May 10, 1976

An essential residue at the active site of aspartate transcarbamylase

The Journal of Biological Chemistry
E R Kantrowitz, W N Lipscomb


Reaction of phenylglyoxal with aspartate transcarbamylase and its isolated catalytic subunit results in complete loss of enzymatic activity. This modification reaction is markedly influenced by pH and is partially reversible upon dialysis. Carbamyl phosphate or carbamyl phosphate with succinate partially protect the catalytic subunit and the native enzyme from inactivation by phenylglyoxal. In the native enzyme complete protection from inactivation is afforded by N-(phosphonacetyl)-L-aspartate. The decrease in enzymatic activity correlates with the modification of 6 arginine residues on each aspartate transcarbamylase molecule, i.e. 1 arginine per catalytic site. The data suggest that the essential arginine is involved in the binding of carbamyl phosphate to the enzyme. Reaction of the single thiol on the catalytic chain with 2-chloromercuri-4-nitrophenol does not prevent subsequent reaction with phenylglyoxal. If N-(phosphonacetyl)-L-aspartate is used to protect the active site we find that phenylglyoxal also causes the loss of activation of ATP and inhibition by CTP. The rate of loss of heterotropic effects is exactly the same for both nucleotides indicating that the two opposite regulatory effects originate at the same locat...Continue Reading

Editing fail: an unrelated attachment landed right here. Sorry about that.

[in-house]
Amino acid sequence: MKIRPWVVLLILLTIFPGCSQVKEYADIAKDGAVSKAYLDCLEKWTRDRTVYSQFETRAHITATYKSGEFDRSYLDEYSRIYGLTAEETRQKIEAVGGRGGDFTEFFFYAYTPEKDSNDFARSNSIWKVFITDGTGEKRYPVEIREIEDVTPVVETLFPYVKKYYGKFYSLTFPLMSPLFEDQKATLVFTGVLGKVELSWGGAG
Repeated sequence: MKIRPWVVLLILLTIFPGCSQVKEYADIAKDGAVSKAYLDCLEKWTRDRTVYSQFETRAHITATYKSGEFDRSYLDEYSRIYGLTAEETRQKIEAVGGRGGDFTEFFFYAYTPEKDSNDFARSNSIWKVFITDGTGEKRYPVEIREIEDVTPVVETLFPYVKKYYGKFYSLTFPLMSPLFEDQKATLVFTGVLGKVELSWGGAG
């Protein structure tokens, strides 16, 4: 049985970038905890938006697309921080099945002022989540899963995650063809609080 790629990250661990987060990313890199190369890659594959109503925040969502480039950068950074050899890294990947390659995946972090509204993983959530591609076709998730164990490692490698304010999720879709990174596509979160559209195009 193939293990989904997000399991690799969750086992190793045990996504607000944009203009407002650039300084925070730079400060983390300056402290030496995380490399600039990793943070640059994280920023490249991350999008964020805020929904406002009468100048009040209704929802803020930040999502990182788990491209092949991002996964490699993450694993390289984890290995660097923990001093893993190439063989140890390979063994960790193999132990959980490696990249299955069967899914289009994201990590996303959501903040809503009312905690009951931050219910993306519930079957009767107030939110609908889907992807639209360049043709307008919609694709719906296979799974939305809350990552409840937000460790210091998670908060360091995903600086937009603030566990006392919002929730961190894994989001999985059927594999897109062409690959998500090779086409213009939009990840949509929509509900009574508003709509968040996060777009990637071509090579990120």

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Mentioned in this Paper

Arginine hydrochloride
Alkalescens-Dispar Group
Organometallic Compounds
Sulfhydryl Compounds
Plasma Protein Binding Capacity
Carbamyl Phosphate

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